Mercury Ascends As Venus Departs And Lo, The Twain Shall Meet

Watch Venus tumble and Mercury’s fortunes rise. This panel shows the planets’ positions and the altitude of Venus on May 17, 21 and 24. The two planets are in conjunction just 1° apart on the 21st. Stellarium

Venus is plummeting. In two weeks you can kiss it goodbye from the evening sky. Happily, it won’t slink out of view as it has on some occasions. No, no. The brightest of planets will leave with a flourish in a farewell conjunction with the planet Mercury on Thursday, May 21. You can watch Venus sink lower in the northwestern sky with nothing more than your eyes, though I encourage you to bring binoculars so you can magnify it into a miniature crescent “moon”. On Sunday, May 17 it’s about a fist and a half high (14°) 40 minutes after sunset but only half that a week later. Meanwhile, Mercury’s altitude climbs from 6° tonight to around 10° on the 21st.

Venus reflects on the calm surface of a lake north of Duluth, Minn. during evening twilight on May 15. Bob King

Venus is by far the brighter with a magnitude around –4.3, but Mercury’s bright for Mercury with a magnitude of –1, brighter than any star currently visible in the night sky from mid-northern latitudes. Keep in mind however that because it’s located squarely in the twilight glow the planet won’t look as bright as it otherwise would in a dark sky. The crescent moon joins the duo to make a trio on May 24. What a great way for the two to go out with a bang!

Two planets? Yes. After Venus departs Mercury will follow in early June. Quick-moving Mercury reaches its greatest apparent distance from the sun on June 4 just a day after Venus is in conjunction with the same, then drops out of view about a week later. No one likes losing planets but in a delightful balancing act, the two small, inner planets will soon be replaced Jupiter and Saturn, the two biggest outer planets.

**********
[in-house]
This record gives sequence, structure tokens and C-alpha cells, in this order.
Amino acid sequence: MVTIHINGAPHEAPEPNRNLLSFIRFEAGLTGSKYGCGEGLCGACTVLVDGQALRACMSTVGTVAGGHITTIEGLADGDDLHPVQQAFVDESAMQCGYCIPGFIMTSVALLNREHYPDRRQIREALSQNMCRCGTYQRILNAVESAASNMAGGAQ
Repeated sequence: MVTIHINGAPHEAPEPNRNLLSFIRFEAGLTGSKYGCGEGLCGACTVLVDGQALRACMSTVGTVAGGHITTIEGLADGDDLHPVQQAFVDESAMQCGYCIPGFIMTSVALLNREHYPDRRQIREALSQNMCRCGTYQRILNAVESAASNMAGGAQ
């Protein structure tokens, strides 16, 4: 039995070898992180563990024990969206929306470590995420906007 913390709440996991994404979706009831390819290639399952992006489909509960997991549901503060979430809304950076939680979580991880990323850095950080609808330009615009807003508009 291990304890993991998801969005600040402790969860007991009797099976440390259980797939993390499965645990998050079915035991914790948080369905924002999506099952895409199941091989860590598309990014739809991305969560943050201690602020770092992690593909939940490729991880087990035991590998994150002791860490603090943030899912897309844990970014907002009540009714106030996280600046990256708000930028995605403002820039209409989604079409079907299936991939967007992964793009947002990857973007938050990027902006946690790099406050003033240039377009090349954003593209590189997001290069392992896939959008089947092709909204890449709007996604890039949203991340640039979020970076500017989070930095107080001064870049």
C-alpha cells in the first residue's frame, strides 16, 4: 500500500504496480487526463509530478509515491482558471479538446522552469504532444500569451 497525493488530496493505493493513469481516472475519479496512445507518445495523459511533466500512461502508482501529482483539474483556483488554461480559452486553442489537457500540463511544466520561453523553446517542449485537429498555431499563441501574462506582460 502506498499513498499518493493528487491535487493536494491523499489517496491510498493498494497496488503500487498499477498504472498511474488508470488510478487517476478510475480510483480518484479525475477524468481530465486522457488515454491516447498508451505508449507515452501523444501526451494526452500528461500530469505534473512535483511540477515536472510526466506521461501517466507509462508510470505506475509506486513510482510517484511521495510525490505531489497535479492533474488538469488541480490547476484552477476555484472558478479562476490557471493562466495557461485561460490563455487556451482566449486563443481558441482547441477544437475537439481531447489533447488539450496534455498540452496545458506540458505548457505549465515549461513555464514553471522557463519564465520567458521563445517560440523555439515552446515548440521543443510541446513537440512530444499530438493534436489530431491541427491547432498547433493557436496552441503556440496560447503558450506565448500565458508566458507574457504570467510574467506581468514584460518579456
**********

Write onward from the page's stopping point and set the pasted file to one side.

The northern half of the summer Milky Way rises in the eastern sky around midnight in mid-May. Stay up late and watch it from a dark sky. The spring appearance of this starry sash will make you shiver in your shoes for wonder. The prominent, oval-shaped Cygnus Star Cloud is seen to the left of center. The Scutum Star Cloud rises in the trees at lower right. Details: 20mm lens at f/2.8, ISO 6400, 25 seconds. Bob King

That duo currently rises around 1:30 in the morning in the southeastern sky. By the time Mercury and Venus depart they’ll be visible around 12:30 a.m. That’s still late but if you’re patient they’ll rise earlier and earlier and before you know it become part of the summer night-sky furniture. The rising of Jupiter and Saturn also signals the appearance of the summertime Milky Way. You can get a taste now (photo above). We’ll dig deeper into the topic in a future blog.

6 Responses

  1. BCstargazer

    Thank you Bob
    Great week coming for ISS multiple passes every evenings with spherical earth rotating from visible pass to the next one
    🙂

  2. Edward M Boll

    Looking forward to the Conjunction Thurs. Friday morn conj. of Swan and Atlas will for me probably be a no show. Nice sightings this AM, of the 3 planets but I sure did have difficulty spotting Swan now reportedly dimmer than 6. It might be almost easier now to spot Y1, very well placed surprisingly still about mag 9.

    1. astrobob

      Hi Edward,
      I tried this morning but was frustrated by clouds. The best comet right now by a good margin is T2 PanSTARRS. It’s the only one that’s held “steady” and followed predictions throughout its apparition. It’s also close to mag. 8.

  3. Edward M Boll

    I just saw a an observation report making me believe that Y4 may have flared back up bright back to magnitude 8.

    1. astrobob

      Edward,
      That would be great. Hope so. But I suspect the 8.2 magnitude report is from J.J. Gonzalez. If so I would take it with a grain of salt. He’s a wonderful observer and more than once his observations have alerted me to potentially visible comets, but I’ve found over the years that his magnitude estimates are roughly a magnitude brighter than what I’m seeing.

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